Together with people like Hannah More and the other Evangelicals who lived in the Clapham area of South London, William Wilberforce had a profound influence on British society and outward into all the world, a fact only hinted by the movie, but is fully recorded in the multitude of books about the man and his times. My favorite biography of Wilberforce by John Pollock, published in 1979 is, as far as I can see, no longer in print or available.
The endurance and perseverance of these folks should be a model to us today, for despite what were at the beginning insurmountable odds they were prepared to take on an evil and fight it to the end whatever the consequences. The movie does not tell us that Wilberforce used most of his family's financial resources in his fight for good. One of the tragedies of our times is that people of commitment rather than fighting against what they perceive to be evil, after one or two bloody noses step from the ring and walk away. Amazing Grace is a tonic that if taken would seriously stiffen the spine of the faithful.
There are so many fine performances in this movie that it is seems almost unfair to single anyone out -- but the actor who surprised me the most was Albert Finney, who played the priest and hymn-writer John Newton. I have watched Finney in any number of roles throughout his long career, but nothing matches this performance. Tears flowed down my cheeks when his face shone and he said, "I know only two things, that I am a great sinner and Christ is a great savior."
It isn't often that you watch a film and the audience is transfixed at the end, but this is what happened in the theatre the other night in Franklin, Tennessee. There was a short round of applause followed by people riveted to their seats as they thought, prayed, and watched the credits go up. Indeed, strangers started talking to one another, sharing their own perception of the last couple of hours or so.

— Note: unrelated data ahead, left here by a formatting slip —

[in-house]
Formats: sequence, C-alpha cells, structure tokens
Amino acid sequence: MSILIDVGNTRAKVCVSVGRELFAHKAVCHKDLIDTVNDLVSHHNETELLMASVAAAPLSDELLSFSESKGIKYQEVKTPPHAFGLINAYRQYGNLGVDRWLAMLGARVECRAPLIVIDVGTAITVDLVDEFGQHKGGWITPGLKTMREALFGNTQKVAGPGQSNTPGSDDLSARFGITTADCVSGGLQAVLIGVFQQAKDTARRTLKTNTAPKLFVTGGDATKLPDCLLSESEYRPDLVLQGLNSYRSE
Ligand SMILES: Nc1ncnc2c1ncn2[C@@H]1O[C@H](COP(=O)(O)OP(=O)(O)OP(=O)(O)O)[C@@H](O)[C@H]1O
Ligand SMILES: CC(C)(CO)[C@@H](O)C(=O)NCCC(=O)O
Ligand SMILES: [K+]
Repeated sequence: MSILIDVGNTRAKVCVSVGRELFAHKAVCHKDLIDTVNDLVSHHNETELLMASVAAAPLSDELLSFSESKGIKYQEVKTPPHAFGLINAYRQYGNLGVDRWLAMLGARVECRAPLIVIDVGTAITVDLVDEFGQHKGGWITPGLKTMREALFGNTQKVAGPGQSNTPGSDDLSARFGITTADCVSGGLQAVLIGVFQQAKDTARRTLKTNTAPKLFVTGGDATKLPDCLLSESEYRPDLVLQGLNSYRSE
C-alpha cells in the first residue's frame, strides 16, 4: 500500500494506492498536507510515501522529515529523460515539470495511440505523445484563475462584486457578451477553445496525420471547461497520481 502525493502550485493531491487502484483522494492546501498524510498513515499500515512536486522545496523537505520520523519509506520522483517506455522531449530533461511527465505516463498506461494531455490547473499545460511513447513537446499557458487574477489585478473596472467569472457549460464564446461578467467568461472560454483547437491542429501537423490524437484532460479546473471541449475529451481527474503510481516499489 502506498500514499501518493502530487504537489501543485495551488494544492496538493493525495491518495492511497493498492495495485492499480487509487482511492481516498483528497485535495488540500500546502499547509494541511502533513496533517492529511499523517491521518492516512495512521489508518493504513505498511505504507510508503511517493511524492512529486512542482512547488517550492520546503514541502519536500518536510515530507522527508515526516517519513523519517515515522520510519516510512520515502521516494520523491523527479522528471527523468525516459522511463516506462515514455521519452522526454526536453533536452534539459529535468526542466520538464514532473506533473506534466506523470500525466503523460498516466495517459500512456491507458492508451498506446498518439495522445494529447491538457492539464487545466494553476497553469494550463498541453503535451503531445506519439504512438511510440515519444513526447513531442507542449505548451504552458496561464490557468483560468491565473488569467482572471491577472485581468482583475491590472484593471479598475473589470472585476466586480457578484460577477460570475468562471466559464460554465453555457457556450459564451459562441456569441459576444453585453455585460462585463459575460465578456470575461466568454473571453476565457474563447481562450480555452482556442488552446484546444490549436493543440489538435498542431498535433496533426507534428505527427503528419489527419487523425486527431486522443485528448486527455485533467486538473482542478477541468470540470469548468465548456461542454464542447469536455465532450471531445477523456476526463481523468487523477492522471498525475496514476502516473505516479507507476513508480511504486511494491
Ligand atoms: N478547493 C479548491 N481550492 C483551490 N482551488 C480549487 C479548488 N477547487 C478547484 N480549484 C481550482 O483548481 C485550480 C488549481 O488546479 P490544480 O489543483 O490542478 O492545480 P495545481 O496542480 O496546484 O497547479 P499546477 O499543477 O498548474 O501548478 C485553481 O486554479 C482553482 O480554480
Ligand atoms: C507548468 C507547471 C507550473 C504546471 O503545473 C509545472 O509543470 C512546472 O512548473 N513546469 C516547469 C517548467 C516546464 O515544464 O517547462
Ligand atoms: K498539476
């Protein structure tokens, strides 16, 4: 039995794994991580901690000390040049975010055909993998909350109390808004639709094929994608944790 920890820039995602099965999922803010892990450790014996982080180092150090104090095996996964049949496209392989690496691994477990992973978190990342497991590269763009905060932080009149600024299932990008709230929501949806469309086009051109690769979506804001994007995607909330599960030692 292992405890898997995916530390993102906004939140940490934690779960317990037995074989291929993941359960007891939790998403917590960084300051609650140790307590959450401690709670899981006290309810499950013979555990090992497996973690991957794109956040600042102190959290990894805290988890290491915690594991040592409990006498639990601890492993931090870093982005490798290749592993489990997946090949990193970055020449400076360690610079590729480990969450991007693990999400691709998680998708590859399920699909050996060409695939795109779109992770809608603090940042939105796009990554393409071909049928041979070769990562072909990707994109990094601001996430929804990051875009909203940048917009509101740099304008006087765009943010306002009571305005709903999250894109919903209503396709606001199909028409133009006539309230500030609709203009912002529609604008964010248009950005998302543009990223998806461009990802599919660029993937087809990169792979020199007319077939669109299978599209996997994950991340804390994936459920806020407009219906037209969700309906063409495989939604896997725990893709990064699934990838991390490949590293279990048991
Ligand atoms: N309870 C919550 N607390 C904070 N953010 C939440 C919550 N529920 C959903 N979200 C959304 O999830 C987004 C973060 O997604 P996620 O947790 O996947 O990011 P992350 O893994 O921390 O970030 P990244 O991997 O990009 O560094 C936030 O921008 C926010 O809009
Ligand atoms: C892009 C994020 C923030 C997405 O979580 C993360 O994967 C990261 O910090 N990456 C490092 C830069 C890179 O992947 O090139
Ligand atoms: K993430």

This is a movie that I will buy as a DVD when it is published in that format, and which I will watch again and again. The telling of the story of William Wilberforce ought to rekindle the vision of us all to be willing to surrender everything to change the world in the name of Jesus Christ. It is certainly something to share with young Christians who might be in a position to do in the 21st Century what Wilberforce and his friends did in the Britain of the Georgian and Regency era.
William Wilberforce lived to see the slave trade abolished by Parliament in 1807, but he had to wait until 1833 to see the abolition of slavery and total emancipation in the British Empire -- he was on his deathbed. Parliament ended this mean and wicked trafficking in human souls on July 26, 1833. As news came to his home in Clapham the great Abolitionist said, "Thank God that I have lived to witness a day in which England is willing to give twenty millions sterling for the Abolition of Slavery." He died just three days later.